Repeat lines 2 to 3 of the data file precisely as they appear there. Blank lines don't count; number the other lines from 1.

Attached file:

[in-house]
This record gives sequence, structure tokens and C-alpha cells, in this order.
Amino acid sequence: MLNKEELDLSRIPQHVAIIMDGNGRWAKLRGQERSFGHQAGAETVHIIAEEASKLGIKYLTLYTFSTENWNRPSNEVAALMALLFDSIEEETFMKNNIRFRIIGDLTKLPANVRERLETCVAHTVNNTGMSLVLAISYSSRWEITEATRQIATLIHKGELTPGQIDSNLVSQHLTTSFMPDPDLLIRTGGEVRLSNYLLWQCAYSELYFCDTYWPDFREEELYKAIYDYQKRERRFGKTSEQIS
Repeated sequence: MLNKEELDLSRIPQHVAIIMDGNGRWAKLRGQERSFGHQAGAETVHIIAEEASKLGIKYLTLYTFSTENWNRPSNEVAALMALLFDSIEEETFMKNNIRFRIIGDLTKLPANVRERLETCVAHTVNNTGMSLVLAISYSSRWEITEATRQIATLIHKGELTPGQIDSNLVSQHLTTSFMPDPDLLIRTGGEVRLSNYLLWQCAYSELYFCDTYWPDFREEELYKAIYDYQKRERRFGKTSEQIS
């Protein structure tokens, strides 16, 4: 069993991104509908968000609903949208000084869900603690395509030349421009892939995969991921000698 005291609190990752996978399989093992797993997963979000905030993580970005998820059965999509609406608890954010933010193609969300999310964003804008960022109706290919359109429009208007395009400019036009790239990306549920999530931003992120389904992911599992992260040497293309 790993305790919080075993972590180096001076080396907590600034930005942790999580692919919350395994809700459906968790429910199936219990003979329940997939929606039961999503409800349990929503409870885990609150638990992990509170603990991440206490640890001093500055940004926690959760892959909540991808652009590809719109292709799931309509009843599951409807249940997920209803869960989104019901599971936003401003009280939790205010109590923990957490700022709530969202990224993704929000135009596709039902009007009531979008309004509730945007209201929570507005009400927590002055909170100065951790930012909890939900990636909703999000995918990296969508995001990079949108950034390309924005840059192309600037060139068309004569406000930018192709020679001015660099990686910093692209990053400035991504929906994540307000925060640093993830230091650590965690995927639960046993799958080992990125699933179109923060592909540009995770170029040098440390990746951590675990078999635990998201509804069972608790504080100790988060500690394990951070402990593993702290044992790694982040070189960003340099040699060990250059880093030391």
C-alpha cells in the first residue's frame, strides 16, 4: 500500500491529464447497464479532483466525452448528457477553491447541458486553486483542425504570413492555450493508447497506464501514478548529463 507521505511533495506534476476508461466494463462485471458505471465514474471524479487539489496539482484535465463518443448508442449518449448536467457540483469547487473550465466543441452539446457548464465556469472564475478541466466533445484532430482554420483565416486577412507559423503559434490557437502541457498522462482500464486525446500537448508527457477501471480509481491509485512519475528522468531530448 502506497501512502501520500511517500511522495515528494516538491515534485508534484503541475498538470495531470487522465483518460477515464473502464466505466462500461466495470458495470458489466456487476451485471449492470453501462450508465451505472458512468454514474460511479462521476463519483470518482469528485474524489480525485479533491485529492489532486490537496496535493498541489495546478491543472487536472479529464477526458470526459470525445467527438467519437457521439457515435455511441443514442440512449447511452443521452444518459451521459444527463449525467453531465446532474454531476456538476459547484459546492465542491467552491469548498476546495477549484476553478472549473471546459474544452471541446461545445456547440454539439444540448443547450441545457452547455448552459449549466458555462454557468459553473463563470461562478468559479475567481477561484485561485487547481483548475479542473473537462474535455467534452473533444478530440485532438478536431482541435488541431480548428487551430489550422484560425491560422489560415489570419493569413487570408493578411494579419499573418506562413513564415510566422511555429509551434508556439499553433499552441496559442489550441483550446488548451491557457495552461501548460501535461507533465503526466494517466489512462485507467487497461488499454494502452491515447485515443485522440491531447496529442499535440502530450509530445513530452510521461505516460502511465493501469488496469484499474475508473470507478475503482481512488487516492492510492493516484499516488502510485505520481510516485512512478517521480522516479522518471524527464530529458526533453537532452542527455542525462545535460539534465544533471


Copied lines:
This record gives sequence, structure tokens and C-alpha cells, in this order.
Amino acid sequence: MLNKEELDLSRIPQHVAIIMDGNGRWAKLRGQERSFGHQAGAETVHIIAEEASKLGIKYLTLYTFSTENWNRPSNEVAALMALLFDSIEEETFMKNNIRFRIIGDLTKLPANVRERLETCVAHTVNNTGMSLVLAISYSSRWEITEATRQIATLIHKGELTPGQIDSNLVSQHLTTSFMPDPDLLIRTGGEVRLSNYLLWQCAYSELYFCDTYWPDFREEELYKAIYDYQKRERRFGKTSEQIS